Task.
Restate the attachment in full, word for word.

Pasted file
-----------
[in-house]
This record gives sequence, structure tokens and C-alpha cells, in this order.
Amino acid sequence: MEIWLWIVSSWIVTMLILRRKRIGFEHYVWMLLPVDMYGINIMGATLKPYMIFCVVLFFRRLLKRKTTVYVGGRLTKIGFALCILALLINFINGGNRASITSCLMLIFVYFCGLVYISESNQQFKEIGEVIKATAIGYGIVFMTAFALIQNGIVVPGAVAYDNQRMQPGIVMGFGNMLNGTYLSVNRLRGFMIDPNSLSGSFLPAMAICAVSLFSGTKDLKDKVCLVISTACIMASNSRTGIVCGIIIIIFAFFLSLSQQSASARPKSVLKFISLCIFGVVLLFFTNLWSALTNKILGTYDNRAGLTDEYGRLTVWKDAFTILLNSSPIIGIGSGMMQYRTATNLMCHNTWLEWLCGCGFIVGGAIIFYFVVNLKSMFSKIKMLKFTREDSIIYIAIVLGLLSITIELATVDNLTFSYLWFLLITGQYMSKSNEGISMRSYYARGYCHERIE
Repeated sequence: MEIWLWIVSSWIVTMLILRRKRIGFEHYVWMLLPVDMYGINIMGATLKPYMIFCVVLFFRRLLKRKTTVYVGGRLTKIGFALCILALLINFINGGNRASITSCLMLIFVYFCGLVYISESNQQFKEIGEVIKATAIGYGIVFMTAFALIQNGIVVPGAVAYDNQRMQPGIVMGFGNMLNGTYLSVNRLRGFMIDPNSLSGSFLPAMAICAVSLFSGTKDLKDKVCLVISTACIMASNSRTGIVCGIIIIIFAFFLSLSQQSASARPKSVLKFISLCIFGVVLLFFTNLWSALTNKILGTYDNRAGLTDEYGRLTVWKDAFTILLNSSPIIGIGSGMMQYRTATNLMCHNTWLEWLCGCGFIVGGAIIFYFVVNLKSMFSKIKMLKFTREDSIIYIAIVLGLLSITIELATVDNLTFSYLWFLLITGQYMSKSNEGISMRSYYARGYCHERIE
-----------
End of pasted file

[in-house]
This record gives sequence, structure tokens and C-alpha cells, in this order.
Amino acid sequence: MEIWLWIVSSWIVTMLILRRKRIGFEHYVWMLLPVDMYGINIMGATLKPYMIFCVVLFFRRLLKRKTTVYVGGRLTKIGFALCILALLINFINGGNRASITSCLMLIFVYFCGLVYISESNQQFKEIGEVIKATAIGYGIVFMTAFALIQNGIVVPGAVAYDNQRMQPGIVMGFGNMLNGTYLSVNRLRGFMIDPNSLSGSFLPAMAICAVSLFSGTKDLKDKVCLVISTACIMASNSRTGIVCGIIIIIFAFFLSLSQQSASARPKSVLKFISLCIFGVVLLFFTNLWSALTNKILGTYDNRAGLTDEYGRLTVWKDAFTILLNSSPIIGIGSGMMQYRTATNLMCHNTWLEWLCGCGFIVGGAIIFYFVVNLKSMFSKIKMLKFTREDSIIYIAIVLGLLSITIELATVDNLTFSYLWFLLITGQYMSKSNEGISMRSYYARGYCHERIE
Repeated sequence: MEIWLWIVSSWIVTMLILRRKRIGFEHYVWMLLPVDMYGINIMGATLKPYMIFCVVLFFRRLLKRKTTVYVGGRLTKIGFALCILALLINFINGGNRASITSCLMLIFVYFCGLVYISESNQQFKEIGEVIKATAIGYGIVFMTAFALIQNGIVVPGAVAYDNQRMQPGIVMGFGNMLNGTYLSVNRLRGFMIDPNSLSGSFLPAMAICAVSLFSGTKDLKDKVCLVISTACIMASNSRTGIVCGIIIIIFAFFLSLSQQSASARPKSVLKFISLCIFGVVLLFFTNLWSALTNKILGTYDNRAGLTDEYGRLTVWKDAFTILLNSSPIIGIGSGMMQYRTATNLMCHNTWLEWLCGCGFIVGGAIIFYFVVNLKSMFSKIKMLKFTREDSIIYIAIVLGLLSITIELATVDNLTFSYLWFLLITGQYMSKSNEGISMRSYYARGYCHERIE